All our experts agree that having an attractive financial offer is vital, although there’s evidence to show that in some cases buyers are willing to pay a premium for subscription services. One major decision surrounds introductory offers and how best to pitch these to avoid bargain hunters who buy a cheap first ‘box’ or two and then leave. Monitoring your churn at different stages and designing (and continually assessing) an appropriate retention strategy is important.

Another key decision is how much choice you give buyers in what they will receive. At one extreme are businesses such as BeerBods where there is no choice, in this case because the aim is for everyone to try the same new beer every week, usually at the same time. 'Curation is at the heart of what we do, so if we start letting our customers pick what we send them, it takes away that central tenet,' says BeerBods’ Lane. Similarly, at Bakedin there is just one choice: between sweet, non-dough based bakes and bread- based bakes.

Bakedin image

But this approach doesn’t work for all schemes because of the product on offer. At Pact Coffee, for example, there are choices that allow for, among other things, the different ways subscribers brew their coffee, the strength of coffee they typically drink and their budget. And at Oddbox they cater for how much subscribers eat each week, whether they want fruit or vegetables or both and have any dislikes, and when they’ll be on holiday – after all, you can’t address food waste if you deliver food that people won’t or can’t eat.

There are numerous options of how to promote your service – too many to go into here. But just because your offer runs online, don’t forget to consider offline promotions as well, such as printed flyers. If you have bricks-and-mortar retail outlets, consider promoting your subscription service in your stores. 'We’re trialling this at the moment, but the subscriptions we promote this way are ones with products that are not currently available in store,' says Joanne Gray, Loyalty and Retention Manager at Hotel Chocolat. At Bakedin, they also make their subscription products unique so as not to cannibalise retail sales.

Another suggestion is marketing partnerships with like-minded brands whose customer profiles fall in line with your target audience. 'The return on spend can be far greater when you work with synergy partners and this can perform really well compared with paid social,' notes Ted Charalambides, Digital and Marketing Director at Pact Coffee. Influencer marketing is another avenue that some brands are exploring,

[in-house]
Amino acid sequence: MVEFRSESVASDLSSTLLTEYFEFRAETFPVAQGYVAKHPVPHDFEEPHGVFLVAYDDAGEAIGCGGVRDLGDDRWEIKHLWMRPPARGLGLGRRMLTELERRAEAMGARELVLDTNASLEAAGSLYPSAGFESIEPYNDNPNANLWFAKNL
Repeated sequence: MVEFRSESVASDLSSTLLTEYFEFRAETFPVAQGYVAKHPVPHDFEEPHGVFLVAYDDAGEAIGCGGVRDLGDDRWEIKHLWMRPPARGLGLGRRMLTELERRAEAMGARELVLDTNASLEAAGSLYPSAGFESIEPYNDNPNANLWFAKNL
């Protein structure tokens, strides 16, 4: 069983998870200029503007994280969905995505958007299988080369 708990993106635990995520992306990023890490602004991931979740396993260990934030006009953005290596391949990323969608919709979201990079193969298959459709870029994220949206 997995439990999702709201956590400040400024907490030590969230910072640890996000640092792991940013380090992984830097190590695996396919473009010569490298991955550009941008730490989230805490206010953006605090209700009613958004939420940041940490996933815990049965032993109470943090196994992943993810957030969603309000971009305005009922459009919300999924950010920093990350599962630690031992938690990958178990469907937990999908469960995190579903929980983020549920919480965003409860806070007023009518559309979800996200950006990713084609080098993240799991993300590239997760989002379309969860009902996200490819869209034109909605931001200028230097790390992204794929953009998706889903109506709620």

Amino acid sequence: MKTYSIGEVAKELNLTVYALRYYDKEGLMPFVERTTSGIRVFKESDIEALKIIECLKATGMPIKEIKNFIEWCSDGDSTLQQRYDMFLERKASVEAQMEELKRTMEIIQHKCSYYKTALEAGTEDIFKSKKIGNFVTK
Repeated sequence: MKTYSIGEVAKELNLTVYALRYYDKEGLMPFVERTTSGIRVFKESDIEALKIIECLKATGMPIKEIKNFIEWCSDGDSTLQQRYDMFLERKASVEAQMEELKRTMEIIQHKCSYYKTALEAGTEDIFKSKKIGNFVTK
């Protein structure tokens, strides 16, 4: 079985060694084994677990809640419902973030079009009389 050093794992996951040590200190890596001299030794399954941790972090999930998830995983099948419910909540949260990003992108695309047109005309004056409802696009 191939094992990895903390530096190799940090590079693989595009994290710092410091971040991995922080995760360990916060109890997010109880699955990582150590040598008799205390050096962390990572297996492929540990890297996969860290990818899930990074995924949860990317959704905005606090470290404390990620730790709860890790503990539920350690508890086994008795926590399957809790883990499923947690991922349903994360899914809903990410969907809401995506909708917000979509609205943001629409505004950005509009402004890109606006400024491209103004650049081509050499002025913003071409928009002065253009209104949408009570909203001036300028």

If you avoid looking at attribution as a measure of performance, you're missing a big chunk of what you could achieve

says Charalambides from Pact Coffee, who suggests looking at the 'triggers you can pull on different social media channels to broaden your horizon'. Understanding any seasonality that will affect both acquisition and retention is also important.

Whatever you opt for, the advice is to keep your campaigns consistent in terms of brand and to focus on where your target customer segments tend to hang out. 'We don’t want our ads to appear too different, so that if someone sees us in different places they instinctively know it’s the Bike Club,' says Rico-Lloyd from the Bike Club.

Finally, make sure you constantly analyse your numbers over time to understand the customer journey before the last click.

Retention and growth

Once you have your subscribers, how do you keep them? As mentioned above, the optimum price differential between any initial offer and the ongoing subscription cost is something you will need to determine over time. But one of the other main elements that affects retention is customer experience.

'Retention is a big play for any subscription B2C brand,' says Pact Coffee’s Charalambides. 'If we can improve on customer experience, in theory we should retain more customers and reduce churn.' Oddbox’s Co-Founder and CEO Emilie Vanpoperinghe goes so far as to say that 'churn is not a marketing issue, it’s a whole company issue.'

That customer experience obviously includes the product itself, but also covers everything from the ordering process, content on your website, any interface with customer services, the way a product is packaged and delivered and, if you have one, any community you have built around your subscription service.

As far as the product is concerned, 'the first box experience really impacts retention,' notes Oddbox’s Vanpoperinghe. 'Just like when you meet someone new, if you have a good first experience, you’re more likely to forgive them if the second time isn’t quite as good! So we’re putting together a start-up pack for new customers which will be slightly different, to boost that initial experience.'

In terms of online, make sure you keep it fresh so that people want to keep coming back.